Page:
This is the most-SFW photo we could find you, readers.
Puppet jizz isn’t for everyone, kids! In response to the first trailer for Melissa McCarthy’s very R-rated, very suggestive The Happytime Murders film, the Sesame Workshop has put a lawsuit into action to sue the film’s production company. As first reported by The Blast, this lawsuit is part family drama, part puppet purist, and part unadulterated silliness — Brian Henson, who’s the son of Sesame Street puppeteer Jim Henson, directed The Happytime Murders, which the Sesame Workshop believes will cause “irreparable injury” to the show’s name upon its release. Partially because of his last name, but mostly because the tagline “No Sesame, All Street” is front and center in the trailer. And also, maybe all of that aforementioned puppet jizz and other fun things, like puppet ecstasy.
Sesame Street’s creators are arguing how they built the show into a cultural phenomenon over the past half a century, solidifying a “reputation for wholesome educational programming” in the process. The trailer, they posit, depicts “explicit, profane, drug-using, misogynistic, violent, copulating, and even ejaculating puppets” that have “diluted and defiled Sesame’s beloved Sesame Street children’s television show.” In response, STX Entertainment, the film’s production company, issued a statement of rebuttal from Fred Esq. We should note that Fred Esq. is a puppet who looks like this:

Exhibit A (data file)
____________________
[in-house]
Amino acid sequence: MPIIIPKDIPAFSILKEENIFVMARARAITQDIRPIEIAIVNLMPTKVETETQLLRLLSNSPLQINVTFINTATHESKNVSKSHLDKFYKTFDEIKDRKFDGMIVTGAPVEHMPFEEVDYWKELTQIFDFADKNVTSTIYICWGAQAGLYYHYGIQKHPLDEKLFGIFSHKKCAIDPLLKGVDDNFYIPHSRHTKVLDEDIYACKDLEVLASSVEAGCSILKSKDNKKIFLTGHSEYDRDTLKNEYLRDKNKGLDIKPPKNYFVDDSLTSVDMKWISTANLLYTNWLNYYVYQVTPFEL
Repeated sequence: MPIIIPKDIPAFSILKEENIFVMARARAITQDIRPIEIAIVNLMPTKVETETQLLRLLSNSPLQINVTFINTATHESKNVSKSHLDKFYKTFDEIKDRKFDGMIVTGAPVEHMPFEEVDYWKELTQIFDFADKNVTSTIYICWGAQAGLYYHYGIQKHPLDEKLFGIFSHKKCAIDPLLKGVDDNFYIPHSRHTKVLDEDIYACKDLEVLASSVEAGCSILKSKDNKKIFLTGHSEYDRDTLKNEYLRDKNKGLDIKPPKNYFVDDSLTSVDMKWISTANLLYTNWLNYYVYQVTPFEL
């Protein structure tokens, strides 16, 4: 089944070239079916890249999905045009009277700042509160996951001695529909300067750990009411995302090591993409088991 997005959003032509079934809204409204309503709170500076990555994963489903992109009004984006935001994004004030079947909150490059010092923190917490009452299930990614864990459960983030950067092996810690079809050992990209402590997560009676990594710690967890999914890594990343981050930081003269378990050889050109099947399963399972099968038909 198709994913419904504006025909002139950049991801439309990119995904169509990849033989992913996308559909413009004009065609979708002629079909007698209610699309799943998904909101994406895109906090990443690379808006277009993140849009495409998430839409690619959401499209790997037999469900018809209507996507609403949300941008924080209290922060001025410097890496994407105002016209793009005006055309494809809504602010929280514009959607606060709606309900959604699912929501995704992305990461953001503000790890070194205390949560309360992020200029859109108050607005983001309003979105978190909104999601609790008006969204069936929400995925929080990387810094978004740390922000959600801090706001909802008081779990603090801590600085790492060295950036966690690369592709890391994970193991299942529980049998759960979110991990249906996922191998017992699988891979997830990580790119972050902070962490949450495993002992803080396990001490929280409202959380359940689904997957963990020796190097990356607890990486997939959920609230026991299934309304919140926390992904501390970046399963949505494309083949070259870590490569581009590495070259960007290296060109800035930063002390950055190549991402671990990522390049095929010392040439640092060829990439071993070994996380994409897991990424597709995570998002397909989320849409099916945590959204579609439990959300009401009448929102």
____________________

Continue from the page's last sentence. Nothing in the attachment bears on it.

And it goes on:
“STX loved the idea of working closely with Brian Henson and the Jim Henson Company to tell the untold story of the active lives of Henson puppets when they’re not performing in front of children,” Fred the Puppet Lawyer said. “Happytime Murders is the happy result of that collaboration and we’re incredibly pleased with the early reaction to the film and how well the trailer has been received by its intended audience. While we’re disappointed that Sesame Street does not share in the fun, we are confident in our legal position. We look forward to introducing adult moviegoers to our adorably unapologetic characters this summer.” He remains confident that the production company won’t give into Sesame Street’s demands, which is to permanently pull the advertising and reward them with unspecified monetary damages.
In conclusion, your honor, this is the greatest lawsuit of the century.